A certain flying phone booth is going to ensure that Christmas won't be canceled this year.
"Doctor Who," the long-running, witty British sci-fi phenomenon, offers a holiday show worthy of the clever Doctor by way of Dickens.
"Doctor Who: A Chrismas Carol" (Saturday, 7 p.m. on BBC America ) has everything, from an appropriate Christmas-y message to a one-shark open sleigh.
Best of all, it's got Michael Gambon (perhaps best known for the "Harry Potter" films, he also should be recalled for making TV miniseries history with "The Singing Detective").
Here Gambon forcefully embraces the Scrooge role.
The "Doctor Who" Christmas special will air Christmas Day on Saturday in both the United States and United Kingdom.
Alas, the special from writer Stephen Moffat ("Coupling," "Sherlock"), does not have David Tennant, who left the role of the Doctor last year.
But Matt Smith, the 11th incarnation of the character, does a fine job as the gawky, nerdy and endlessly fascinated time-traveler who is actually meant to be a centuries-old alien.
Smith's portrayal is adequately eccentric. And who cares about the ever-changing look of the protagonist? A key element of the Time Lord, remember, is his ability to regenerate a new body when he needs to. A handy characteristic for casting directors.
"Fish that can swim in fog? I love new planets!" The Doctor exclaims, as the story takes off for new terrain.
The Doctor is only disappointed that human beings always seem to choose the boring alternative.
Boredom is the ultimate villain as the good Doctor must avert the imminent crash-landing of a spaceship carrying 4,000 people.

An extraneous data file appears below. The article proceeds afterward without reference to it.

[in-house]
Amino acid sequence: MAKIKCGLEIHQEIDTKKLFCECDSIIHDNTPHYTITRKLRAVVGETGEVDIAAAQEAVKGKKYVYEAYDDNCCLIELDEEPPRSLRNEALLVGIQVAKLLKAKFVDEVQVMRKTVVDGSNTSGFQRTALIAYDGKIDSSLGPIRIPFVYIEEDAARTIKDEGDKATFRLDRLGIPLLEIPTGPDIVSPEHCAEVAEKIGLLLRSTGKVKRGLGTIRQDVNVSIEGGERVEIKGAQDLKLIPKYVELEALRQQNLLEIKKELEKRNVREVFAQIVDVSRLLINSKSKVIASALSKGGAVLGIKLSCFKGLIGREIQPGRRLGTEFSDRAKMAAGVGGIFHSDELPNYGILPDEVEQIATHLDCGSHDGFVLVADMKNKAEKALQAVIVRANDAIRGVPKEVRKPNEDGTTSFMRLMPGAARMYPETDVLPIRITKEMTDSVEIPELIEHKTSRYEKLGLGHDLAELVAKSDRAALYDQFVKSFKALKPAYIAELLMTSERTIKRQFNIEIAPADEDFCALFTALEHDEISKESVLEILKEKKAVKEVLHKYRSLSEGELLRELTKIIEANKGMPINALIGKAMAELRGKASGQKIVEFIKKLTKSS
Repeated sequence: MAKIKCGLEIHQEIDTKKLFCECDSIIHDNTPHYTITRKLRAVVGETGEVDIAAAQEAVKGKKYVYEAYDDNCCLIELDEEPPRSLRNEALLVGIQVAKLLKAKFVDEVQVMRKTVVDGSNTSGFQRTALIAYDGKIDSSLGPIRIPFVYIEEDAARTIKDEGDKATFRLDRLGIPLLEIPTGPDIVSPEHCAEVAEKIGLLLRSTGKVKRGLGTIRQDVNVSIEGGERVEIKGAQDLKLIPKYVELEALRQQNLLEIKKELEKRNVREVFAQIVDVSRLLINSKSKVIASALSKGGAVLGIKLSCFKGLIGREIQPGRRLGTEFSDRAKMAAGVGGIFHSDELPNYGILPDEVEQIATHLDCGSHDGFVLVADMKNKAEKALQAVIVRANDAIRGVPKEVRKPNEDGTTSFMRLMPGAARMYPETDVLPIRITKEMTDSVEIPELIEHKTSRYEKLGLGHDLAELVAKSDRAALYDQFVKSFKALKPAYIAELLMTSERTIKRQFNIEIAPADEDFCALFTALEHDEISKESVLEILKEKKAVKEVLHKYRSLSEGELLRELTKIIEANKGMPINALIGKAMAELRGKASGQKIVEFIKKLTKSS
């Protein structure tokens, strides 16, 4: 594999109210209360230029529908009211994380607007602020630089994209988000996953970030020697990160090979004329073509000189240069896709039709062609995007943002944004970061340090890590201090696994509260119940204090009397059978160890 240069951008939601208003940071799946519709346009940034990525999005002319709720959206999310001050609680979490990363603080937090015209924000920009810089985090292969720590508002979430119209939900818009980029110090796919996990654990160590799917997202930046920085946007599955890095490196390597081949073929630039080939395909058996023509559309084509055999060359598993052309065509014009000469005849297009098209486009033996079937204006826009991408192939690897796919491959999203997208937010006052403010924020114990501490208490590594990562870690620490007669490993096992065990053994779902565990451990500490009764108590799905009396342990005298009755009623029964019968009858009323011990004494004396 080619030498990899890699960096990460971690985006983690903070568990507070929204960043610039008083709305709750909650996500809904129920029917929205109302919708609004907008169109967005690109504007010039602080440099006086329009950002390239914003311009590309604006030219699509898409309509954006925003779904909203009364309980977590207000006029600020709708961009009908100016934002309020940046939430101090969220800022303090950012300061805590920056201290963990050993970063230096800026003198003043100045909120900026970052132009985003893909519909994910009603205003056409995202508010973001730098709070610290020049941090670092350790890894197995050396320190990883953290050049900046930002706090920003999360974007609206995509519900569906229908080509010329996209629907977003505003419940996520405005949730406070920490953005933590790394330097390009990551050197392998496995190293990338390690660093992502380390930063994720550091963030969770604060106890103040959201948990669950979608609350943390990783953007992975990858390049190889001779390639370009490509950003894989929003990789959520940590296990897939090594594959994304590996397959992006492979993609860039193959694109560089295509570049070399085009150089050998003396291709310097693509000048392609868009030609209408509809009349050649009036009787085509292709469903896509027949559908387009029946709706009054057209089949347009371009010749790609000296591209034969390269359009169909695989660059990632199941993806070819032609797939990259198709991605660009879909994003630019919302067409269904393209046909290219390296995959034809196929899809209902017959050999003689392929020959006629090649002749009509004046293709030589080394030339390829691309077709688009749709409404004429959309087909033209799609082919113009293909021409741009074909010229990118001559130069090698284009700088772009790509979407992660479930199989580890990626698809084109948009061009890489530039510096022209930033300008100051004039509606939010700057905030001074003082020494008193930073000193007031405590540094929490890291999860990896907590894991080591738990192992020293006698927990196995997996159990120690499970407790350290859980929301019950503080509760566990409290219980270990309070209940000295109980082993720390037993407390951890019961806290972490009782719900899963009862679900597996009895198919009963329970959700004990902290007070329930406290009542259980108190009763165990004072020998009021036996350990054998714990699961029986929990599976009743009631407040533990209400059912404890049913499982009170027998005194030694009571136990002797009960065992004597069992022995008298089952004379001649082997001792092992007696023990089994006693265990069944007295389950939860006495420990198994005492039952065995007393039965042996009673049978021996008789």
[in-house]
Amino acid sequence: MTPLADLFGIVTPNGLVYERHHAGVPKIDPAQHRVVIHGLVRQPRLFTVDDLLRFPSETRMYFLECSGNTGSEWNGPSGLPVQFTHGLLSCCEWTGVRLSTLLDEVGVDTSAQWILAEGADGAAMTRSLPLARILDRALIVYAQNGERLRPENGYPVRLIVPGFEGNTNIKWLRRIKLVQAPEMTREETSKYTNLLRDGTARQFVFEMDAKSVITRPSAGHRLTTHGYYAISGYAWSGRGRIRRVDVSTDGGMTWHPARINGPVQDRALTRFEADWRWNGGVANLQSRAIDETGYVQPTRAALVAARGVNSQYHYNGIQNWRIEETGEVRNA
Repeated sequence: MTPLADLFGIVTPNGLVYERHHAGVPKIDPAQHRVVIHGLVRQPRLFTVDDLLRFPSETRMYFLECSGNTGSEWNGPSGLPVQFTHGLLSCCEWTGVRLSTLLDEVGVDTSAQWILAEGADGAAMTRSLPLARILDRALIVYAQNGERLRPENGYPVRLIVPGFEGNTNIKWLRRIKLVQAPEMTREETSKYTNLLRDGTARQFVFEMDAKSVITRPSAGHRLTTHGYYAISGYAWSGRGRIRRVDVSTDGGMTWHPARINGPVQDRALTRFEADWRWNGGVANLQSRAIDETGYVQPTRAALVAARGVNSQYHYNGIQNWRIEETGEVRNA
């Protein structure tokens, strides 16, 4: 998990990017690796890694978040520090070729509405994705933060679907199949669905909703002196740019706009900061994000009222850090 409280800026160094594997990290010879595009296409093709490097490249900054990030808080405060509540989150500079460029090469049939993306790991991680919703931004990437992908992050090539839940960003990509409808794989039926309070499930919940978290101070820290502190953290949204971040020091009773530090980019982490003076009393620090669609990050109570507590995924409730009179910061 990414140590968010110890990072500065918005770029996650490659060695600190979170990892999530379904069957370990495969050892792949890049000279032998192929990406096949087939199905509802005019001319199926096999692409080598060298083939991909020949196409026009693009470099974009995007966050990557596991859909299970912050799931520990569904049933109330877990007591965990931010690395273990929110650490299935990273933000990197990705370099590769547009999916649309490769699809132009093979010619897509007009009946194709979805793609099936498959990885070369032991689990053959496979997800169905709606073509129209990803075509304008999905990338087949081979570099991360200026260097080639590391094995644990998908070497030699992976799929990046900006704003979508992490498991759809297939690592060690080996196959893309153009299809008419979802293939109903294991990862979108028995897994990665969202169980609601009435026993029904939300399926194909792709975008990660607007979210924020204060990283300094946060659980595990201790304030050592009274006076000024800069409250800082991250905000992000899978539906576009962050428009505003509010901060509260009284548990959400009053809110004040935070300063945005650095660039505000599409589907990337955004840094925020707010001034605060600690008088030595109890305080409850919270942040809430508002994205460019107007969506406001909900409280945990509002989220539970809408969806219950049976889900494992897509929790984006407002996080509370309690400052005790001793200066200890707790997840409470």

Gambon scowls as Kazran Sardick, a selfish and lonely, rich old man who has succeeded in owning the sky and accompanying cloud belt. He manages the atmosphere through a highly sophisticated mechanism that The Doctor expertly identifies right away as "a big flashy light-y thing."
Miserable miser Sardick hates Christmas, of course, and must be shown the error of his ways through visions of Christmas past ("found on an old drive" and projected on the wall of his fortress), present and future.
The tale turns on the sound of music — and not always Christmas carols.
It seems singing jolts the ice crystals in the cloud belt and changes the atmosphere, per the Doctor's experiment. With the right sounds and vibrations, the sky resonates, the clouds are calmed and the killer sharks are tamed. Or something.
Doing the resonating is Welsh opera singer Katherine Jenkins, who has her small-screen debut as Abigail Pettigrew, a beautiful blond ice queen, frozen by Sardick because her family cannot pay their debts.
The point is, the narrator notes, on planets everywhere, about this time of year, folks get together and say, "Well done, everyone, we're half-way out of the dark! Back on Earth we call this Christmas or winter solstice."
Whatever you call it, this production will help you celebrate being halfway there.
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